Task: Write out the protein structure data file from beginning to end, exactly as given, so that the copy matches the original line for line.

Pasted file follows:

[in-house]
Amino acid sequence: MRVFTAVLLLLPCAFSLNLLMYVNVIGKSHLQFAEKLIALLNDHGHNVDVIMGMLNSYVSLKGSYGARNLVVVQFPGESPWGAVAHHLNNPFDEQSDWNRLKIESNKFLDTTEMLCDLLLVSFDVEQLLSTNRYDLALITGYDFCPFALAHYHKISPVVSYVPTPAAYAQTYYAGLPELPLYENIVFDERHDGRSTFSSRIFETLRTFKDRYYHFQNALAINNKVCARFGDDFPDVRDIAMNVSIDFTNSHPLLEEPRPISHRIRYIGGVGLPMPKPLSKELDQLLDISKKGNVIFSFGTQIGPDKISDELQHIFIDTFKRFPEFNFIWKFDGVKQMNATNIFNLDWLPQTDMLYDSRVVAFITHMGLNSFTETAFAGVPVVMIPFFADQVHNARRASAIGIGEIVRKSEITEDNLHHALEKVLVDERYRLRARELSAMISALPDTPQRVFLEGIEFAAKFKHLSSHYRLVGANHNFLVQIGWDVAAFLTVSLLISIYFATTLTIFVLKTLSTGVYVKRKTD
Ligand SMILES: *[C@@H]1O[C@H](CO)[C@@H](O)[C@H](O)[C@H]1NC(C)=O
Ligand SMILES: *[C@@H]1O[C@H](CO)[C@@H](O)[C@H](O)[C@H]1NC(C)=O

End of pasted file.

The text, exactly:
[in-house]
Amino acid sequence: MRVFTAVLLLLPCAFSLNLLMYVNVIGKSHLQFAEKLIALLNDHGHNVDVIMGMLNSYVSLKGSYGARNLVVVQFPGESPWGAVAHHLNNPFDEQSDWNRLKIESNKFLDTTEMLCDLLLVSFDVEQLLSTNRYDLALITGYDFCPFALAHYHKISPVVSYVPTPAAYAQTYYAGLPELPLYENIVFDERHDGRSTFSSRIFETLRTFKDRYYHFQNALAINNKVCARFGDDFPDVRDIAMNVSIDFTNSHPLLEEPRPISHRIRYIGGVGLPMPKPLSKELDQLLDISKKGNVIFSFGTQIGPDKISDELQHIFIDTFKRFPEFNFIWKFDGVKQMNATNIFNLDWLPQTDMLYDSRVVAFITHMGLNSFTETAFAGVPVVMIPFFADQVHNARRASAIGIGEIVRKSEITEDNLHHALEKVLVDERYRLRARELSAMISALPDTPQRVFLEGIEFAAKFKHLSSHYRLVGANHNFLVQIGWDVAAFLTVSLLISIYFATTLTIFVLKTLSTGVYVKRKTD
Ligand SMILES: *[C@@H]1O[C@H](CO)[C@@H](O)[C@H](O)[C@H]1NC(C)=O
Ligand SMILES: *[C@@H]1O[C@H](CO)[C@@H](O)[C@H](O)[C@H]1NC(C)=O